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Obama - Maybe a Citizen of the United States But Not a Natural Born Citizen
http://puzo1.blogspot.com/2010/03/obama-maybe-citizen-of-united-states.html ^ | March 4,2010 | Mario Apuzzo

Posted on 03/05/2010 4:25:45 AM PST by Spaulding

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To: F15Eagle

Then I suggest that you post to someone who is interested in discussing the matter with you.


101 posted on 03/06/2010 6:15:48 AM PST by JustaDumbBlonde (Don't wish doom on your enemies. Plan it.)
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To: wintertime; Spaulding

More speculative scenario for those with their heads in the sand???

http://www.usofearth.com/2011-obamas-coup-fails.php


102 posted on 03/06/2010 6:55:55 AM PST by danamco
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To: MamaTexan

He is a late comer paid plant here!!!


103 posted on 03/06/2010 6:59:20 AM PST by danamco
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To: tired_old_conservative
I don’t think any of us what to peer into something worse than that.

Just of curiosity: What does "any of us WHAT to peer" means. Is it doughnut time for you ???

104 posted on 03/06/2010 7:15:29 AM PST by danamco
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To: Spaulding
No legislator who cannot answer the question “what defines a ‘natural born citizen’, the Constitutional eligibility standard for president?” should receive the votes of patriots.

I'll certainly agree with that, as well as the monetary waste on trying to get a copy of O-bo's birth certificate.

The fact is, there is no need for a birth certificate. By his own admission, our presidential pretender was born with dual citizenship, which automatically excludes him from being a natural-born citizen no matter which continent he was born on.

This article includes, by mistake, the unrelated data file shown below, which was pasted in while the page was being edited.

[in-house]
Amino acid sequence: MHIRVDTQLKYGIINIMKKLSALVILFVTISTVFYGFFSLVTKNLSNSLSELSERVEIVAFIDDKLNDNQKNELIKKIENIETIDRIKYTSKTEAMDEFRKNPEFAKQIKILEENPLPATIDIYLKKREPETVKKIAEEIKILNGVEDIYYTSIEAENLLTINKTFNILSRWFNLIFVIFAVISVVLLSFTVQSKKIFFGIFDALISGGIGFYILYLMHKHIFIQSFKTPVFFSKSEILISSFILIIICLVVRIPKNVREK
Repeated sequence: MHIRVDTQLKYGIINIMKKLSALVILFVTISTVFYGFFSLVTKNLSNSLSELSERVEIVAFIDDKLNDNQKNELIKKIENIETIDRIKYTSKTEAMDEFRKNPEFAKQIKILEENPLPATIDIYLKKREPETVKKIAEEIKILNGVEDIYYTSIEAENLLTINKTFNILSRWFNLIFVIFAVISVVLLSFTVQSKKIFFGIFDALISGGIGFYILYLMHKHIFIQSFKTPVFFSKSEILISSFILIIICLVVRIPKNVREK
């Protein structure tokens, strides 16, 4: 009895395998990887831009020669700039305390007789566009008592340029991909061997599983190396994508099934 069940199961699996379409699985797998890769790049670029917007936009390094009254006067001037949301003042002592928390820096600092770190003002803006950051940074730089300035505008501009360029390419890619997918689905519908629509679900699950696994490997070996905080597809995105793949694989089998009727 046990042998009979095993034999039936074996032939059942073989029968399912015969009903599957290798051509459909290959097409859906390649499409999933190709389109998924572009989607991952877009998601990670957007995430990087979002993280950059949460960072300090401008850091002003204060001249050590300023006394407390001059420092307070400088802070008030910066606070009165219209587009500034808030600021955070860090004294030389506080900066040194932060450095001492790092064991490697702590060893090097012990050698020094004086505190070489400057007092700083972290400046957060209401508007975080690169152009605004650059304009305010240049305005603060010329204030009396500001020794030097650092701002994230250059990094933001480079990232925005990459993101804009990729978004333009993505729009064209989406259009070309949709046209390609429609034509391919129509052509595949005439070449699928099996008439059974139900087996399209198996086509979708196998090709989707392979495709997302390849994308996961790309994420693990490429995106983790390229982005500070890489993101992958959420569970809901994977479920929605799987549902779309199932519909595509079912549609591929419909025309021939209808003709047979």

-----

If these facts can be discovered by a crew of everyday Americans with keyboards, the question becomes WHY is the entire federal government ignoring the issue?

105 posted on 03/06/2010 7:35:57 AM PST by MamaTexan (NO ONE owes allegiance to an unconstitutional government)
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To: danamco
He is a late comer paid plant here!!!

It's nice to see some FReepers have honest nicknames, I guess. :-)

106 posted on 03/06/2010 7:37:41 AM PST by MamaTexan (NO ONE owes allegiance to an unconstitutional government)
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To: lucysmom

Frankly I don’t care if it involves Cheney. I couldn’t explain his failure in this other than to think he’s been in Washington for too many decades. If he needs to face legal consequences, then so be it.

I trust no man above conservative principle.


107 posted on 03/06/2010 7:46:42 AM PST by reasonisfaith (Hey you noble leftists. You can't be honest about your agenda because you're not confident in it.)
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To: little jeremiah

Fascinating.


108 posted on 03/06/2010 7:47:45 AM PST by reasonisfaith (Hey you noble leftists. You can't be honest about your agenda because you're not confident in it.)
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To: little jeremiah

But they don’t have nearly enough confidence to make a declarative statement about it.

None of them do, now or ever. Whether they work independently or in consultation. Not the trolls, not those occupying the many degrees of separation between the mindless trolls and the Obama administration.

Their weak ideology, which they themselves don’t begin to understand, defeats any desire they might have to announce their plans openly. This goes for Piven, Soros, Obama, Ayers, and the rest of them.


109 posted on 03/06/2010 7:57:45 AM PST by reasonisfaith (Hey you noble leftists. You can't be honest about your agenda because you're not confident in it.)
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To: buck61

Their motivation and agenda is crystal clear.

Disrupt, mine for information, muddy the waters, aggravate, take peoples’ attention away from the topic and onto them, obfuscate, and get their jollies doing it.

If they were sincere, they’d leave these threads alone and strive against 0bama’s destruction in other ways, like the real conservative freepers.